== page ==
Last week I was onsite with a new customer, spending some time familiarizing myself with their existing infrastructure. They are running vSphere 4.1 on Dell servers and EqualLogic storage. While the hardware layout was solid and installed well, it quickly became apparent that the SysAdmin was a duck out of water. There was a knowledge and comfort gap that could cause problems down the road if he became careless. Little did I know that ‘down the road’ would be 2 hours later.
As the next few hours progressed, I found that he was using BackupExec agents within his critical business applications (2 VMs) and backing up directly. The rest of his VMs were unprotected other than EqualLogic snapshots. I pointed out to him that his snapshot schedule created one snapshot per hour, keeping 12 snapshots. This protected him for less than one day. He was at significant risk, and I recommended a more aggressive snapshot schedule as well as a more comprehensive backup plan.
We covered several other topics over the next few hours such as vMotion, Storage vMotion, and basic VM operations. As I prepared to leave, he decided to perform a few Storage vMotion operations on VMs he had renamed, causing mismatched folder names within the datastore . One of them happened to be his Domain Controller, which I will call ‘MismatchDC”. When he tried to migrate to another datastore, vCenter threw an error stating that “the file mismatchDC-vmdk could not be found” and shut down the VM. Within minutes, his phone was exploding with calls. Nobody could login or get Exchange email. He had pooched his Domain Controller.
While panic set in around his office and he was scrambling around, I opened up a datastore browser and was shocked. Apparently the SysAdmin had deleted some ‘unnecessary files’, such as the VMX, VMDK, and everything else except the NVRAM and mismatchDC-flat.VMDK file! These remained simply because they wouldn’t delete when he tried to delete them.
A quick check of the EqualLogic snapshots determined that he deleted these more than a day ago and they were not available, I also found that the Domain Controller was not on the list of ‘critical servers’ that they were protecting with BackupExec agents. There was no way to restore this VM! He started making plans to build a new VM s a DC, run DCPROMO, and sync across the WAN from his second site on the other side of the country.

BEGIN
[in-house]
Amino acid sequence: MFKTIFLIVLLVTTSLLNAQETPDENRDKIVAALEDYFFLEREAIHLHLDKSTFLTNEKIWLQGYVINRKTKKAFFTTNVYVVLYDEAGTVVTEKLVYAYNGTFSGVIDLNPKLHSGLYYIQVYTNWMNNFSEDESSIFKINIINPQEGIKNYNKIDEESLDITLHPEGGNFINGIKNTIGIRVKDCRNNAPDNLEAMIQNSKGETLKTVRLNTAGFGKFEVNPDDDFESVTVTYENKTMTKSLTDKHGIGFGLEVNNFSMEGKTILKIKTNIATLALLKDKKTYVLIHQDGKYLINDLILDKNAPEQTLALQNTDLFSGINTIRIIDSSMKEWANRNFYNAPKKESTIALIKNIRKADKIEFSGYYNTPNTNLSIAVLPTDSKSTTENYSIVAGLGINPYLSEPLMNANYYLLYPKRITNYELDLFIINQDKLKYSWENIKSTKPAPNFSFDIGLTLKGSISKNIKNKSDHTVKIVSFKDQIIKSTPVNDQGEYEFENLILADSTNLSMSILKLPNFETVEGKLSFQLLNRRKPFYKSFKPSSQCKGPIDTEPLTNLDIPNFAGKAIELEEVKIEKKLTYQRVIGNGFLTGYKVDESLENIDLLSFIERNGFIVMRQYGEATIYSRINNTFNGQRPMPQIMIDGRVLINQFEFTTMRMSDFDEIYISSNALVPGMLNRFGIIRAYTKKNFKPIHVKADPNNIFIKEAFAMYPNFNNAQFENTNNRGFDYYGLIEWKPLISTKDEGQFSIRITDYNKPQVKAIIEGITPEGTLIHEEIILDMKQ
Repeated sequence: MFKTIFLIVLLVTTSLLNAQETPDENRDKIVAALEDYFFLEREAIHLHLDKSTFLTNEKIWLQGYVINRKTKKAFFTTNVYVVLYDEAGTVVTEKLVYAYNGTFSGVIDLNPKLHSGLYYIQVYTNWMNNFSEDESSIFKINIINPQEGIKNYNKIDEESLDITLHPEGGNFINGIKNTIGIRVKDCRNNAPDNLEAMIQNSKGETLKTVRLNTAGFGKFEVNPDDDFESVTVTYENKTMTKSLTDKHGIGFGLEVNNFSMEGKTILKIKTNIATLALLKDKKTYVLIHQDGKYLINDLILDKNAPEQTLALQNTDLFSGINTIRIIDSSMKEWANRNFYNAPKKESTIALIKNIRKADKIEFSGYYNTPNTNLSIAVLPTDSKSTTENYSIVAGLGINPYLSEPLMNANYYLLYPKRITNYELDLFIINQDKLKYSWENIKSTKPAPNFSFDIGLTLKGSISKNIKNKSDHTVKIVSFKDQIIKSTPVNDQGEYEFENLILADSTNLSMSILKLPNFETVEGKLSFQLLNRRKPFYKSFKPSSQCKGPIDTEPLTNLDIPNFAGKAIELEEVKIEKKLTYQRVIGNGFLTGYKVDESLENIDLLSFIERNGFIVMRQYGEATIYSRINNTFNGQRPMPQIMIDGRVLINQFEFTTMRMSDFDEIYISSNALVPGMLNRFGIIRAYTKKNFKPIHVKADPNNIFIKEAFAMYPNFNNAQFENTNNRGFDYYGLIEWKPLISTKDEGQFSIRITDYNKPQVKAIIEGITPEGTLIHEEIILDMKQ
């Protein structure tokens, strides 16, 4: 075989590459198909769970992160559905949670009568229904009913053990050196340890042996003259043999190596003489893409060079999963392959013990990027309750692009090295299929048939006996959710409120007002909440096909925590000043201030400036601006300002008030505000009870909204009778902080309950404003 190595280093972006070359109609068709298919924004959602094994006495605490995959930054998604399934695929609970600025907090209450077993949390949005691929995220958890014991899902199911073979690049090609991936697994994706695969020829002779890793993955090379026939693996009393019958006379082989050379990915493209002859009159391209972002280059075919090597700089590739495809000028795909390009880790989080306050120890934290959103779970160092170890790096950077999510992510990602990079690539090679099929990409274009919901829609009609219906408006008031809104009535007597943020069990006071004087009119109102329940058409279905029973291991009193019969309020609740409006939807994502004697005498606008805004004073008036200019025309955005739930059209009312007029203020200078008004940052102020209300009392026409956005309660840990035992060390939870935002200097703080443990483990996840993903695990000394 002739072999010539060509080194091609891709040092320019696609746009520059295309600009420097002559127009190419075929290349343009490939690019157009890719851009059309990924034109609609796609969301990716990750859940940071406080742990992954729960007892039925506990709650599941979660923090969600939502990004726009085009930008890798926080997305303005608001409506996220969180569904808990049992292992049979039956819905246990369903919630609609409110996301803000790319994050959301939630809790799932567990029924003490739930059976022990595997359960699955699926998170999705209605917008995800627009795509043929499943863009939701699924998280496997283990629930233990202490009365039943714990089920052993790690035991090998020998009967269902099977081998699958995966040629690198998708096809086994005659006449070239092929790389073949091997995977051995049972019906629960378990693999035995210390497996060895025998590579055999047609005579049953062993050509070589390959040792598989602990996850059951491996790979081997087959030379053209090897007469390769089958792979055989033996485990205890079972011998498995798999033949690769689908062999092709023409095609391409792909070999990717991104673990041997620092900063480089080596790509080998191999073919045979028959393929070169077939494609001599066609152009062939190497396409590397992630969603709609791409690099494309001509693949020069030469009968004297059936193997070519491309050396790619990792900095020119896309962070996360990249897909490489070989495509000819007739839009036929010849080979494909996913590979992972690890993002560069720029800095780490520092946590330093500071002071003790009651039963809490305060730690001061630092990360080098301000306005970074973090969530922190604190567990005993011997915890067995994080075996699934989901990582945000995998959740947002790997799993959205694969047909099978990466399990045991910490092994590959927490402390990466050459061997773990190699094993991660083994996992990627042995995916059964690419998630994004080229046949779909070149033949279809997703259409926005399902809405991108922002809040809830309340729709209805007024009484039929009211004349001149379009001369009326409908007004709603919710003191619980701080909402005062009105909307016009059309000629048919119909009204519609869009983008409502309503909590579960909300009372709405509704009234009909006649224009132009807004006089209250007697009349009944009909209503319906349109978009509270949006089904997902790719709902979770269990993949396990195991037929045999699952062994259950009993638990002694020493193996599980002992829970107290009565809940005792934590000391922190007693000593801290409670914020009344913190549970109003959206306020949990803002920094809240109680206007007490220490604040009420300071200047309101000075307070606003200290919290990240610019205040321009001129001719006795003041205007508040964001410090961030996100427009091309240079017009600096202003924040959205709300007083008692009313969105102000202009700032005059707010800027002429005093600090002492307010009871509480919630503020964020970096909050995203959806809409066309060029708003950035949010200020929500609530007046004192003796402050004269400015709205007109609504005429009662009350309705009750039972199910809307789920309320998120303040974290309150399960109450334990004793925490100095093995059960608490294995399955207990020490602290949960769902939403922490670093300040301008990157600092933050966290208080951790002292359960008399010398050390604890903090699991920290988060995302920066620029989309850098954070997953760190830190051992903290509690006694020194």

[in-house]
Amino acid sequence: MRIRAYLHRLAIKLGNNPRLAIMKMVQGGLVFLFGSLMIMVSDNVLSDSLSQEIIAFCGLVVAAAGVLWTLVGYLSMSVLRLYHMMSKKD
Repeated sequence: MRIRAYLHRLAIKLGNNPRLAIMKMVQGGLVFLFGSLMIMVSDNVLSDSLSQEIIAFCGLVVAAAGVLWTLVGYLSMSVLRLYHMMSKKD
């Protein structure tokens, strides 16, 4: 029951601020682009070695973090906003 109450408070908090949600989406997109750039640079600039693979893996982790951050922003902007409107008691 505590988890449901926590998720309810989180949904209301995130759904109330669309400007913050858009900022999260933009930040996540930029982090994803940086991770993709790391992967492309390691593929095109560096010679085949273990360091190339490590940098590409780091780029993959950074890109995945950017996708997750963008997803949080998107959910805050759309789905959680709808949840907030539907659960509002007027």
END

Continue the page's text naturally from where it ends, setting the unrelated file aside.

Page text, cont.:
As he was making his recovery plans and trying to explain to his boss how they would be down for the rest of the day, I recalled that I had read a KB article a while ago about recovering from a flat.vmdk file. After a quick collaboration with my friend Google, I found it. While it didn’t exactly fit my needs, it was enough to get rolling. I took the size of the flat.vmdk file, divided by 1024, and divided by 1024 again to get the size of the VMDK in GB. Luckily it came out to 25 on the nose. Assuming that it was Win 2k3 server with a 25 GB drive, and the SysAdmin verified this from memory, I created a new VM called Temp as a Win2k3 server with 1 vCPU, 2 GB RAM, and a 25 GB HDD.
I enabled remote SSH, and logged in via Putty. I went to the mismatchDC folder to verify contents.
I was correct in finding only the mismatchDC.nvram and mismatchDC-flat.vmdk files there. I then moved over to the Temp VM location.
and found the temp-flat.vmdk file. I renamed this to prevent it from being overwritten.
mv temp-flat.vmdk temp-flat.vmdk.old
Next, I copied over the original flat file and renamed it temp-flat.vmdk
cp /vmfs/volumes/vmfs01/mismatchDC/mismatchDC-flat.vmdk temp-flat.vmdk
When finished, I simply attempted to start the Temp VM.
As it started up, I saw the familiar Windows 2003 server splash screen, and called the SysAdmin over to verify that it was working.
After a few minutes of evaluation, it was proven that the Domain Controller was back up and running with less than an hour of data loss.
Steps to recover a VM from just the flat.vmdk file:
- Build new temp VM with EXACTLY identical vmkd file size
- Connect via CLI
- Rename temp-flat.vmkd file
- Copy existing-flat.vmdk file and rename to temp-flat.vmkd
- Power on temp VM
- Backup your Servers, physical or virtual
- Snapshots are NOT backups
- Don’t delete things you don’t understand